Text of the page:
Prefatory Note: In the preparation of my Introduction I have, of course, relied for information on the recognized Biographies of Zola, namely /Notes d?un Ami/, by Paul Alexis (Paris, Charpentier); /Emile Zola, A biographical and Critical Study/, by R. H. Sherrard (London, Chatto & Windus, 1893); /Emile Zola, Novelist and Reformer/: An account of his Life and Work, by Ernest Alfred Vizetelly (London, John Lane, 1904). Reference has also been made to Mr. Arthur Symons? /St...

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Z. Marcas

By: Honoré de Balzac

I never saw anybody, not even among the most remarkable men of the day, whose appearance was so striking as this man?s; the study of his countenance at first gave me a feeling of great melancholy, and at last produced an almost painful impression.

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The Zincali - an Account of the Gypsies of Spain

By: George Borrow

The greater part of it has been written under very peculiar circumstances, such as are not in general deemed at all favorable for literary composition: at considerable intervals, during a period of nearly five years passed in Spain in moments snatched from more important pursuits chiefly in ventas and posadas, whilst wandering through the country in the arduous and unthankful task of distributing the Gospel among its children.

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Zone Policeman 88

By: Harry A. Franck

Chapter I. Strip by strip there opened out before me, as I climbed the ?Thousand Stairs? to the red-roofed Administration Building, the broad panorama of Panama and her bay; below, the city of closely packed roofs and three-topped plazas compressed in a scallop of the sun-gleaming Pacific, with its peaked and wooded islands to far Taboga tilting motionless away to the curve of the earth; behind, the low, irregular jungled hills stretching hazily off into South America. O...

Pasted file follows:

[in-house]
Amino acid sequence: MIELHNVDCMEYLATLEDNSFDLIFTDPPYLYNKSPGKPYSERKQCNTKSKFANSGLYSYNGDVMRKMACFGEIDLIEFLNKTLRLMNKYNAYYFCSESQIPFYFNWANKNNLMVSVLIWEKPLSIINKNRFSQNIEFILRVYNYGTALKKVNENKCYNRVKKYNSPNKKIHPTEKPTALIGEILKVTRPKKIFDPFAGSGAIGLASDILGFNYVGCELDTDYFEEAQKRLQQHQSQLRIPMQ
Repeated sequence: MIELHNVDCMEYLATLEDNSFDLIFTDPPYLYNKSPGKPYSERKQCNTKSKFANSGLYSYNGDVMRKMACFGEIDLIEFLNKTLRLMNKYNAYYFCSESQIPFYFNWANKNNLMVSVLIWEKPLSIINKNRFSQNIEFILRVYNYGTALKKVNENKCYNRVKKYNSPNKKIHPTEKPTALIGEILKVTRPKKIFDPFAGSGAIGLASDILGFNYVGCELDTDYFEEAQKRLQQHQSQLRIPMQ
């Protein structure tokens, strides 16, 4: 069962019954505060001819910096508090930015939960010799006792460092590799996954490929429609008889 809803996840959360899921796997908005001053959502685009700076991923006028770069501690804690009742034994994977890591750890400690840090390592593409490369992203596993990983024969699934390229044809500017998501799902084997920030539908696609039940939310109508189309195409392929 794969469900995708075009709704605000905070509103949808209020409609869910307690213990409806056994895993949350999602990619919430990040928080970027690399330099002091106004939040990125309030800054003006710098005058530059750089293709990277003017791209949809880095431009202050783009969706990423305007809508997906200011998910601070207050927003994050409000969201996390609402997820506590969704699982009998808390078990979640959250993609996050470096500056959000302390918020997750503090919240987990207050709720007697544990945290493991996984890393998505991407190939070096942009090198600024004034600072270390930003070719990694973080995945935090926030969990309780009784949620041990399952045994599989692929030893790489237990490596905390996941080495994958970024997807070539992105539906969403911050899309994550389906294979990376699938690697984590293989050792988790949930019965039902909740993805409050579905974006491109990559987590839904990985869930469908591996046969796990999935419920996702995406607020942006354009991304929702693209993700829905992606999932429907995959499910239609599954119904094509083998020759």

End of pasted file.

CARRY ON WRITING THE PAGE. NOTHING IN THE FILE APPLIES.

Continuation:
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The Flood

By: Emile Zola

Our house seemed blessed, happiness reigned there. The sun was our brother, and I cannot recall a bad crop. We were almost a dozen on the farm. There was myself, still hale and hearty, leading the children to work; then my young brother, Pierre, an old bachelor and retired sergeant; then my sister, Agathe, who came to us after the death of her husband. She was a commanding woman, enormous and gay, whose laugh could be heard at the other end of the village. Then came all ...

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The Zeppelin's Passenger

By: E. Phillips Oppenheim

Chapter I. ?Never heard a sound,? the younger of the afternoon callers admitted, getting rid of his empty cup and leaning forward in his low chair. ?No more tea, thank you, Miss Fairclough. Done splendidly, thanks. No, I went to bed last night soon after eleven - the Colonel had been route marching us all off our legs - and I never awoke until reveille this morning. Sleep of the just, and all that sort of thing, but a jolly sell, all the same! You hear anything of it, si...

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The Three Cities Trilogy Lourdes, Rome and Paris

By: Emile Zola

Preface: BEFORE perusing this work, it is as well that the reader should understand M. Zola?s aim in writing it, and his views?as distinct from those of his characters?upon Lourdes, its Grotto, and its cures. A short time before the book appeared M. Zola was interviewed upon the subject by his friend and biographer, Mr. Robert H. Sherard, to whom he spoke as follows.

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Zhu Zhai Ji

By: Wang Mian